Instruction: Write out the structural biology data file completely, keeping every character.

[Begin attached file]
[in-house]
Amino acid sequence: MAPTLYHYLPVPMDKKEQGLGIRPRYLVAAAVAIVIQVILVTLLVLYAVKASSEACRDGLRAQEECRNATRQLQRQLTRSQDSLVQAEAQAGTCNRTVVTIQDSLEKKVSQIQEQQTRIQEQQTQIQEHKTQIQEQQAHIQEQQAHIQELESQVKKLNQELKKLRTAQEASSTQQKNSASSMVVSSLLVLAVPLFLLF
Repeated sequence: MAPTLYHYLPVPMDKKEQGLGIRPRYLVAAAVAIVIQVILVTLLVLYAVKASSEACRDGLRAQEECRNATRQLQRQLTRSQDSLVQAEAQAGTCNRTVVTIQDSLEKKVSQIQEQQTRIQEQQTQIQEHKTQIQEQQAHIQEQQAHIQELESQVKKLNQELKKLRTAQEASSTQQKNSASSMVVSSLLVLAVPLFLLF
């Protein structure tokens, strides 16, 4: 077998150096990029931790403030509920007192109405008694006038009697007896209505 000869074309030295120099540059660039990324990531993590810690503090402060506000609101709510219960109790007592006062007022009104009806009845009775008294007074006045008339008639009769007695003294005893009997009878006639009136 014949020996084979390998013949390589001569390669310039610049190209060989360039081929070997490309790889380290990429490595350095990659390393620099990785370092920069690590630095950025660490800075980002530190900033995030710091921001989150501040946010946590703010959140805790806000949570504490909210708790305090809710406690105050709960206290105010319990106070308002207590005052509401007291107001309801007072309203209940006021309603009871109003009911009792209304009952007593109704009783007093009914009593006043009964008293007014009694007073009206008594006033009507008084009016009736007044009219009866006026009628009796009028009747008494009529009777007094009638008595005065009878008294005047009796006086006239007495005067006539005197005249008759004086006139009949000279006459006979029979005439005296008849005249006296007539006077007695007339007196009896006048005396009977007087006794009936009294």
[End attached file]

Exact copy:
[in-house]
Amino acid sequence: MAPTLYHYLPVPMDKKEQGLGIRPRYLVAAAVAIVIQVILVTLLVLYAVKASSEACRDGLRAQEECRNATRQLQRQLTRSQDSLVQAEAQAGTCNRTVVTIQDSLEKKVSQIQEQQTRIQEQQTQIQEHKTQIQEQQAHIQEQQAHIQELESQVKKLNQELKKLRTAQEASSTQQKNSASSMVVSSLLVLAVPLFLLF
Repeated sequence: MAPTLYHYLPVPMDKKEQGLGIRPRYLVAAAVAIVIQVILVTLLVLYAVKASSEACRDGLRAQEECRNATRQLQRQLTRSQDSLVQAEAQAGTCNRTVVTIQDSLEKKVSQIQEQQTRIQEQQTQIQEHKTQIQEQQAHIQEQQAHIQELESQVKKLNQELKKLRTAQEASSTQQKNSASSMVVSSLLVLAVPLFLLF
């Protein structure tokens, strides 16, 4: 077998150096990029931790403030509920007192109405008694006038009697007896209505 000869074309030295120099540059660039990324990531993590810690503090402060506000609101709510219960109790007592006062007022009104009806009845009775008294007074006045008339008639009769007695003294005893009997009878006639009136 014949020996084979390998013949390589001569390669310039610049190209060989360039081929070997490309790889380290990429490595350095990659390393620099990785370092920069690590630095950025660490800075980002530190900033995030710091921001989150501040946010946590703010959140805790806000949570504490909210708790305090809710406690105050709960206290105010319990106070308002207590005052509401007291107001309801007072309203209940006021309603009871109003009911009792209304009952007593109704009783007093009914009593006043009964008293007014009694007073009206008594006033009507008084009016009736007044009219009866006026009628009796009028009747008494009529009777007094009638008595005065009878008294005047009796006086006239007495005067006539005197005249008759004086006139009949000279006459006979029979005439005296008849005249006296007539006077007695007339007196009896006048005396009977007087006794009936009294």